“They’re going to want your tax returns, your financials from your different businesses, your background,” Bauchner said. “They’re going to want to make sure you have a cooperative landlord and that landlord has a cooperative lender.”

Business owners should do the same: “Google the people you’re going to engage with, the people you’re going to join forces with,” said Siegel, the cannabis consultant. “Don’t just stop at page one, two or three. Go to page eight.”

3. Marijuana still has an image problem

David Wegner, a 36-year-old Brooklyn attorney, came to the symposium looking for investment opportunities, particularly with cultivators.

New York is about a year behind New Jersey in the path to legalization, Wegner said. And in that scenario, it’s not unlikely that New Yorkers would flock across the Hudson River to buy legal cannabis in the Garden State.

But first? The cannabis industry needs to convince the rest of New Jersey that legal marijuana isn’t a bad thing.

“People who see the downside of marijuana are less than people who see the downside of alcohol,” Wegner said. “It’s going to be a really big industry, and I want to be a part of it.”

Legal marijuana is still a foreign concept to most of New Jersey. And no bill will ever pass — or be signed into law — until that changes, said Scott Rudder, president of the New Jersey Cannabusiness Association.

“We’re still getting comfortable with this. We’ve been talking about this for years,” Rudder said, referring to the cannabis community. “In New Jersey, at the legislative level, it hasn’t been talked about recreationally ever. It’s getting people comfortable with the science and the statistics.”

But the real battle will come during public comment periods: Rudder expects opponents of legalization to spend freely to try and prevent it, particularly lobbyists and groups funded by pharmaceutical giants.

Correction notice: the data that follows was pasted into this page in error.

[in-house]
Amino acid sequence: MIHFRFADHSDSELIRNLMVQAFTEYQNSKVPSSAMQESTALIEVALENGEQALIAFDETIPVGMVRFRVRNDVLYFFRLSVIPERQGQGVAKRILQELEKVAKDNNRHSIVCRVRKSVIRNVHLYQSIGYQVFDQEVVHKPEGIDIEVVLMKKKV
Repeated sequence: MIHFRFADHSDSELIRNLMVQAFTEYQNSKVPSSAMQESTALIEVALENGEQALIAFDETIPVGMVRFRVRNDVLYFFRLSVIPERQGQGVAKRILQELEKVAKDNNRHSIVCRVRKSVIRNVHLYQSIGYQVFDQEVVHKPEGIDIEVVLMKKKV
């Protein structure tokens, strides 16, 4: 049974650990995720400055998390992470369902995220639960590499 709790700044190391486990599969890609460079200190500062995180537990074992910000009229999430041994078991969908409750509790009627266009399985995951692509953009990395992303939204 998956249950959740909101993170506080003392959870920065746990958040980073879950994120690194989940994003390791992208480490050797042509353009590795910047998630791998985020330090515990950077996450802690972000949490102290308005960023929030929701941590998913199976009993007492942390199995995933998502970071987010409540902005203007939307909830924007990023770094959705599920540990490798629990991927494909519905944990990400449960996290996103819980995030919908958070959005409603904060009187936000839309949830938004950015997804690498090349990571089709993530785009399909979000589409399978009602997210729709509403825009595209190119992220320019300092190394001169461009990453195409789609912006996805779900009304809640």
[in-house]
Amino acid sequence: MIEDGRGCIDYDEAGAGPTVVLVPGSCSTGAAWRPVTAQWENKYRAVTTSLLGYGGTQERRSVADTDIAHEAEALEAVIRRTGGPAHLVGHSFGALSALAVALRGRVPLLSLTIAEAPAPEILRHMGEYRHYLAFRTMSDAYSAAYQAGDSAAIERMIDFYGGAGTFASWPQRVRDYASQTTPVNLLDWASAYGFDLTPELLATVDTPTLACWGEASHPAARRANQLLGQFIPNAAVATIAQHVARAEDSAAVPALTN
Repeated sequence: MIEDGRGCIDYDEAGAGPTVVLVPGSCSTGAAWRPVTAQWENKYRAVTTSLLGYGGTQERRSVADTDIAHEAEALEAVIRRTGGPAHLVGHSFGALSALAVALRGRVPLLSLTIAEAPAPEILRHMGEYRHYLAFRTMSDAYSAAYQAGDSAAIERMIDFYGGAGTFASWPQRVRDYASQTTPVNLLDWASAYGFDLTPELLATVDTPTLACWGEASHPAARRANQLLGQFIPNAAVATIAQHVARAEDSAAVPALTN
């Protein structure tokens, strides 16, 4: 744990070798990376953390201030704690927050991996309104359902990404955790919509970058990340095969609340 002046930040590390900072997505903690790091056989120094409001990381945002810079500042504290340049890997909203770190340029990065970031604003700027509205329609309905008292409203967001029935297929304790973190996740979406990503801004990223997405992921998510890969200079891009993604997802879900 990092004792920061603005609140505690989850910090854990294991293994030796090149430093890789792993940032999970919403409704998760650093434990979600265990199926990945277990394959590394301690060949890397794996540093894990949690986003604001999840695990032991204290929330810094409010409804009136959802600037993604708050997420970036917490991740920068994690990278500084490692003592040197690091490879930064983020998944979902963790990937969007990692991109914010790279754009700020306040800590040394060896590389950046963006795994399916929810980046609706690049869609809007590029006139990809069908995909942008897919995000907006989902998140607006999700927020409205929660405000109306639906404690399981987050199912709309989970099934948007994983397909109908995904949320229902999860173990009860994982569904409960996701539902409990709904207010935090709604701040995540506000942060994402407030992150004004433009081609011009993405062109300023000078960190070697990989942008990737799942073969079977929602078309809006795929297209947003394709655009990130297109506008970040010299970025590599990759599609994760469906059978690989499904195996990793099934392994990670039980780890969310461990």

“The people that have the most to lose have the most to gain by stopping it,” Rudder said.

4. Let the feds work marijuana out for themselves.

“The medical cannabis industry remains protected under federal law,” said Saphira Galoob, a cannabis lobbyist.

Period. End of sentence.

There is language in the federal budget that prevents the Justice Department from spending money against states trying to get medical marijuana programs off the ground, she said.

Even though Attorney General Jeff Sessions earlier this month rescinded an Obama Administration policy that relaxed enforcement of marijuana laws, the federal government “isn’t that stupid,” said Bauchner, the cannabis attorney.

“The federal government is looking out west and the incredible amount of revenue that’s being generated,” he added. “What the lord giveth in the form of a beautiful plant, the federal government is not going to taketh away.”

5. Pick your location carefully.

In the lead-up to a potential legalization of marijuana, one thing has become abundantly clear: Weed is not for everyone.

A handful of New Jersey towns — especially along the Jersey Shore — have passed or started discussing zoning changes that would outlaw marijuana sales, be they medical or recreational.

“If they don’t want you there, it’s going to be an uphill battle the whole way,” said Siegel, the cannabis consultant.

A potential cannabis business owner should avoid those towns completely. And in a town where the fate of marijuana is unknown, they shouldn’t sign any sort of land purchase or rental agreement unless they’re willing to open some other business.

“We’re all talking about the towns and the powers that be and the government. If you’re trying to be a tenant, where the pushback is going to be is from the landlord,” said Marc Perel, co-founder of ARCTRUST Properties, a real estate investment trust.

But there’s always room for discussion, Siegel said.

“If you have community ties and a way to make those arguments and those people hear you, you can really get some traction and make some headway,” she said.